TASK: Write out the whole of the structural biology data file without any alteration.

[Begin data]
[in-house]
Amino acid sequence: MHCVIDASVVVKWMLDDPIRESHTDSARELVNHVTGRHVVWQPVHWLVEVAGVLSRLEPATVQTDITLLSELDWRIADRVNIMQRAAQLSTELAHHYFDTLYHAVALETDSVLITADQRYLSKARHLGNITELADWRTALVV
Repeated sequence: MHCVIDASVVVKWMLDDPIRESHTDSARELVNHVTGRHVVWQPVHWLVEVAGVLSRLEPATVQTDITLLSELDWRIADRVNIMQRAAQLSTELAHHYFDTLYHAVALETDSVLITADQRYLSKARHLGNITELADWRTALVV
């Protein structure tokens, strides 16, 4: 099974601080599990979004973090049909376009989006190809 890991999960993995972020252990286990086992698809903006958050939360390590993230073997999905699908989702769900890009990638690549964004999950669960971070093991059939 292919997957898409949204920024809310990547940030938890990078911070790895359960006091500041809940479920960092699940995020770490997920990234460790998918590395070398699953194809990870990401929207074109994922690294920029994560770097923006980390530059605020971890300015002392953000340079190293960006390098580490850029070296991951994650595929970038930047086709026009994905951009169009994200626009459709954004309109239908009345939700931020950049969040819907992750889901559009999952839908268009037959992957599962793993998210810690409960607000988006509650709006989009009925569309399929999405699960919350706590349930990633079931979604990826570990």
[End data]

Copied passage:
[in-house]
Amino acid sequence: MHCVIDASVVVKWMLDDPIRESHTDSARELVNHVTGRHVVWQPVHWLVEVAGVLSRLEPATVQTDITLLSELDWRIADRVNIMQRAAQLSTELAHHYFDTLYHAVALETDSVLITADQRYLSKARHLGNITELADWRTALVV
Repeated sequence: MHCVIDASVVVKWMLDDPIRESHTDSARELVNHVTGRHVVWQPVHWLVEVAGVLSRLEPATVQTDITLLSELDWRIADRVNIMQRAAQLSTELAHHYFDTLYHAVALETDSVLITADQRYLSKARHLGNITELADWRTALVV
């Protein structure tokens, strides 16, 4: 099974601080599990979004973090049909376009989006190809 890991999960993995972020252990286990086992698809903006958050939360390590993230073997999905699908989702769900890009990638690549964004999950669960971070093991059939 292919997957898409949204920024809310990547940030938890990078911070790895359960006091500041809940479920960092699940995020770490997920990234460790998918590395070398699953194809990870990401929207074109994922690294920029994560770097923006980390530059605020971890300015002392953000340079190293960006390098580490850029070296991951994650595929970038930047086709026009994905951009169009994200626009459709954004309109239908009345939700931020950049969040819907992750889901559009999952839908268009037959992957599962793993998210810690409960607000988006509650709006989009009925569309399929999405699960919350706590349930990633079931979604990826570990």